14. Spoon and spread the icing over the surface of the cake whilst still in the tin and leave to completely cool and set.
  15. When cold, remove the cake from the tin and serve.
Gluten Free Alchemist © 2013-14 unless otherwise indicated


  1. That looks sensational, what a fabulous colour. I love the pink drizzly bits. What a lovely idea for a leaving do. I love dense moist cakes like this.

    1. Thanks Katie. The drizzly pink bits are just lovely aren't they? This was one of the nicest cakes I have had for a while!

  2. well, disasters aside the raspberries looks wonderful, I love how they've striped down the middle.. it looks gorgeous and I bet it had a fab balance of tart and sweet!

    1. Thanks Dom. This cake was totally delicious and I loved the colour of the drizzle as I cut through the sponge. It was well worth the time taken to 'syringe' it!

  3. wow that colour is amazing - esp with no added colouring - I had some beetroot powder but haven't come across much freeze dried fruit - and what a lovely idea for a farewell afternoon tea

    1. Thanks Johanna. It is well worth trying to track down freeze dried fruit if you can!

  4. What a great bake and a great way to raise awareness of breast cancer. I followed the link to your page about flours. Wow!!! I have been researching flour a lot recently and am fiddling around with my own blend but could never be bothered to blog such an amazingly detailed post! When the time comes to revealing my blend I shall be linking to your post for all the details about what the flours do!!!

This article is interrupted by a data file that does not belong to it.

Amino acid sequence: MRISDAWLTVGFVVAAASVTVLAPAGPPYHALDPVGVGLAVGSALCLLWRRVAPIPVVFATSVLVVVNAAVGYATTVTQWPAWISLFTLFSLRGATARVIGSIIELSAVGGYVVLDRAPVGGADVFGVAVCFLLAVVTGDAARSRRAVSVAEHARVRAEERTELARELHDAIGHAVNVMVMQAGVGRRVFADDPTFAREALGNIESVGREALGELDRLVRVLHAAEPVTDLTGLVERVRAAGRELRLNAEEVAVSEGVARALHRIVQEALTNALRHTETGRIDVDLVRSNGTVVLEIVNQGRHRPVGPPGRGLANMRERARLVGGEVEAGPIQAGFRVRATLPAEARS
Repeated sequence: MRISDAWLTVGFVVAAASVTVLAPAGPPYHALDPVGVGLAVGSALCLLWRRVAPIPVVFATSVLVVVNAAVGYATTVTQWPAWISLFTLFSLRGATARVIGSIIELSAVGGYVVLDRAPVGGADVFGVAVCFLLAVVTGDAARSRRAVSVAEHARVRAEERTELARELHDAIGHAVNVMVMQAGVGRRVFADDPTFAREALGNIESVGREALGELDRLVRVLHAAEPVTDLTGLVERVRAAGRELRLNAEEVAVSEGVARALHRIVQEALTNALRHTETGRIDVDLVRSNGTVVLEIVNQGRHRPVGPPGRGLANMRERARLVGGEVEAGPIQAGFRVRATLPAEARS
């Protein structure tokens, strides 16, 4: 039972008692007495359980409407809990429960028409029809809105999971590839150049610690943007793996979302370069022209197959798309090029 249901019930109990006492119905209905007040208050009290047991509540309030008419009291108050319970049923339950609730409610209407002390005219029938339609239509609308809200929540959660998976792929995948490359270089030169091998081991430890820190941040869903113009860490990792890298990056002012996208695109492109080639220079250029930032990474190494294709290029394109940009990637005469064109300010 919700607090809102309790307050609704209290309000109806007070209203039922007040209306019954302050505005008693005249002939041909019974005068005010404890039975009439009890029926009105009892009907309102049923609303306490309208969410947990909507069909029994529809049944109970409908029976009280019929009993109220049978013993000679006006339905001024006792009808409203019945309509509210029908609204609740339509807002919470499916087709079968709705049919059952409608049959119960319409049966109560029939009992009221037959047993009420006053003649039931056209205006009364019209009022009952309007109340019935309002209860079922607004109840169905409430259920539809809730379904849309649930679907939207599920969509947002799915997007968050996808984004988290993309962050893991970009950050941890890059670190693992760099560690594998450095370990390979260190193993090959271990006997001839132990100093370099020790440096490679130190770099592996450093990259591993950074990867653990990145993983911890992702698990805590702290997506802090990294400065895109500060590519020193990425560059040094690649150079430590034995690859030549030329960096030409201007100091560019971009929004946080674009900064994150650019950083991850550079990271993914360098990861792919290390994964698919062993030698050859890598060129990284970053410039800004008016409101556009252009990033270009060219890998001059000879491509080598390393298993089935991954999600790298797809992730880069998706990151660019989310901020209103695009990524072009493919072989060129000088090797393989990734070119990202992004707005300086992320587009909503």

1. Thanks Vicki. It was one of those posts which taught me a lot just from researching and writing it. Actually I have been meaning to update it for a while as I have discovered a few new floury delights since then. I must make sure I do it soon!

  5. What a beautiful, moist and delicious bake. I just had a family friend who died of cancer last week and she did not last more than a few months since she was diagnosed. It is so hard to accept that she is not here anymore!
    In the area where I come from (North-Eastern Italy) we had many cancers 10 years after the Chernobyl explosion. When we knew what happened (2 days later!) we were told to stay indoors as much as possible and not to eat vegetables from the garden but it was too late by then. I suppose that didn't help.
    Well done for making this cake for such a good cause! x

    1. I am sorry to hear that Alida. It is always so hard when you lose someone close. My father also died of cancer, so its effects are very close to my heart.
      I had no idea North-East Italy was affected by Chernobyl.... it was clearly a very far-reaching disaster with a huge health impact.

  6. That looks fab - I've never used freeze dried powders so I will have to try them some time. Xanthan gum was a really good idea for Alphabakes and a very unusual entry, thanks!

    1. Thanks Caroline. It was delicious! Definitely try the freeze-dried powders. I love them. I think I was very lucky with the 'X' for xanthan.... it is a bit of a key ingredient for lots of my baking!

  7. Yummy, my favorite...Thanks for sharing this recipe.